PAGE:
Latest articles

Provide calves a place of their own soon after birth

Animal Health: Calf hutches or creep areas help in disease prevention

Calf hutches are used by many producers at calving season and for very good reason. They are especially important if calving early in inclement weather. With the increasing size of our herds, young calves need to get away from the crowded stress of the herd. Even summer-calving herds will find hutches used for shade and protection from severe rainstorms. Unless you have lots of bush or well-treed areas, hutches serve a valuable purpose as it is the only place calves get totally away into a dry and warmer environment.

There are a few design strategies, which will afford better utilization and fewer issues with disease transmission. This is a good time of year to be planning hutches for the coming calving season.

Calf hutches should be put out as soon as the cows start calving. Young calves will find them quickly and you will be amazed during a storm how many will use these warmer, dry areas away from the stresses of weather, wild cows stepping on them, being bunted around and other stresses. I have seen various-sized hutches or sheds using everything from the very low set ones which only calves can enter, to modified half or one- third of large open-ended pole sheds, to something in between where planks are put across part of a shed so only calves can enter. All can have a place and are worth the effort to keep maintained.

Advantages and disadvantages

Each type has advantages and disadvantages. The very low ones are warmer and have fewer problems with drafts but because of poorer air movement disease transmission can be greater. It is also more difficult to spot sick calves back in the dark corners. A good time to check is early in the morning at feeding time. All the calves should be out nursing. If they are not, check them out. Calves are harder to catch in these hutches as the whole fronts are open which means you have to work in a cramped space.

The higher ones provide more accessibility to the calves and their mothers can easily see them. In the larger sheds producers often “creep” them — create an area just for calves — so cows can get close to the calves on two sides (front and side) by only “creeping” a portion of the shed. Be sure to check before calving for any protruding nails that could rip hide or look for holes in the wood or tin where legs could become trapped. This quick check could avoid unnecessary injuries.

The smaller portable hutches can easily be moved a few times during a calving season automatically removing the contaminated bedding. If possible allow them to air dry. I would also do a quick spray of Virkon disinfectant, especially if you have had some disease issues.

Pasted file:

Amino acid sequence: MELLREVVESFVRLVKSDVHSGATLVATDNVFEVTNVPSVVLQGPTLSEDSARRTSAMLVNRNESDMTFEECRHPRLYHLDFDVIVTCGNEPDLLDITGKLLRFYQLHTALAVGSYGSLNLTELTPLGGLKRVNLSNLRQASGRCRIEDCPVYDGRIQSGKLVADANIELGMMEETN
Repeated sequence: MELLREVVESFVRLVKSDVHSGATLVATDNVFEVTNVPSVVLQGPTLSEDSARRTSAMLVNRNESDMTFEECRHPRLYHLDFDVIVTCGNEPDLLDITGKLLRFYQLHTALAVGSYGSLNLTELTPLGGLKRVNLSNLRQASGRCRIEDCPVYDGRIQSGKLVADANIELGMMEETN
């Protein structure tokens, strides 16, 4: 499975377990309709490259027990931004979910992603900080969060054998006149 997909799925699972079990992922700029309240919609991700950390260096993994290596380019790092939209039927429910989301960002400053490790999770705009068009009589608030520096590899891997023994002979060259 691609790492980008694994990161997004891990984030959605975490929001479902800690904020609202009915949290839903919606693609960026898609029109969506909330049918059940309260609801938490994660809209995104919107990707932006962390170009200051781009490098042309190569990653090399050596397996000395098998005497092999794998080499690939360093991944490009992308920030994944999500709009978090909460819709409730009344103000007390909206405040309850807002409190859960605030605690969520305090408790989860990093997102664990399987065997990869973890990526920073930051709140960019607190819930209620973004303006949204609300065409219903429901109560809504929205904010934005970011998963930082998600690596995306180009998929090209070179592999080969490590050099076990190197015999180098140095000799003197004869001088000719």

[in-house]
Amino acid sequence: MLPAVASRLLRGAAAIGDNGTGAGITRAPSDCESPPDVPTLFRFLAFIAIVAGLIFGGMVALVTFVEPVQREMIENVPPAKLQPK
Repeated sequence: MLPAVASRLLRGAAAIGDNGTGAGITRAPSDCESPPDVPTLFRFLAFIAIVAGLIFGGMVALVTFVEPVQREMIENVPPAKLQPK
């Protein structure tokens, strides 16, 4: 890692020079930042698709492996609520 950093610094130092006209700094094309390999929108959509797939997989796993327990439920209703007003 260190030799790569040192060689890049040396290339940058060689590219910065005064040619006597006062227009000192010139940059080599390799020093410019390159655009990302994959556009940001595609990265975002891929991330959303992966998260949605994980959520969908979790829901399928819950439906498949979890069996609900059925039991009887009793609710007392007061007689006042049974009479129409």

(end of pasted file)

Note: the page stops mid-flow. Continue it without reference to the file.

Keep them clean

The best biosecurity measure for these creep areas and pens is to clean them after the calving season and let them air dry. Baking in the sun the whole year will help remove any pathogens before the next calving season. This should kill the most hardy bacteria or viruses. Make sure any manure packs are scraped off as these can harbour infectious organisms for a long time. Both fungi (ringworm) and protozoa (coccidiosis) are much more resistant. Physically removing the pathogens by cleaning is the only sure way to combat them.

The hutches are also a good place to start with small amounts of creep feed. Feed small amounts at first to keep it fresh. Diatomaceous earth is used by some producers. If coccidiosis is a problem it can be treated through this feed as well. The feed mill in our area mixes Deccox in the creep feed, which is a great prevention and treatment for coccidiosis. Treating this way can be a bit hit and miss since not all calves, especially the very young ones eat much creep feed, but it is a start.

The use of hutches can also cut down on injuries like broken legs or bruising from being stepped on in crowded conditions. The hutches give calves a place of solitude, they will perform better, have more resistance to disease and can more easily be observed and treated for sickness. You will be happy with the end results — a healthier calf crop to turn out to summer pastures.

About the author

Columnist

Roy Lewis is an Alberta-based veterinarian specializing in large-animal practice. He is also a part-time technical services vet for Merck Animal Health.

explore

Stories from our other publications

Comments